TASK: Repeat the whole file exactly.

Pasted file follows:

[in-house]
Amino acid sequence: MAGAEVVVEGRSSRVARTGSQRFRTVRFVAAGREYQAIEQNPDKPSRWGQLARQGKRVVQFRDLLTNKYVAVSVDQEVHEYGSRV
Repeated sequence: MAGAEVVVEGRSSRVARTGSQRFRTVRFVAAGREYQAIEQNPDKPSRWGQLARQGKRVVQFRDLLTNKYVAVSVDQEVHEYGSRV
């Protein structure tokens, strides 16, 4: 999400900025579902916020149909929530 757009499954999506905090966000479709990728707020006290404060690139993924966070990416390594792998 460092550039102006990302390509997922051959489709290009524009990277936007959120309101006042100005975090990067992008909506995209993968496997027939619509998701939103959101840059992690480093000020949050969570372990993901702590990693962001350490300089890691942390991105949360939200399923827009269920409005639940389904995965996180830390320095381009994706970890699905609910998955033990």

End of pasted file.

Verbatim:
[in-house]
Amino acid sequence: MAGAEVVVEGRSSRVARTGSQRFRTVRFVAAGREYQAIEQNPDKPSRWGQLARQGKRVVQFRDLLTNKYVAVSVDQEVHEYGSRV
Repeated sequence: MAGAEVVVEGRSSRVARTGSQRFRTVRFVAAGREYQAIEQNPDKPSRWGQLARQGKRVVQFRDLLTNKYVAVSVDQEVHEYGSRV
């Protein structure tokens, strides 16, 4: 999400900025579902916020149909929530 757009499954999506905090966000479709990728707020006290404060690139993924966070990416390594792998 460092550039102006990302390509997922051959489709290009524009990277936007959120309101006042100005975090990067992008909506995209993968496997027939619509998701939103959101840059992690480093000020949050969570372990993901702590990693962001350490300089890691942390991105949360939200399923827009269920409005639940389904995965996180830390320095381009994706970890699905609910998955033990």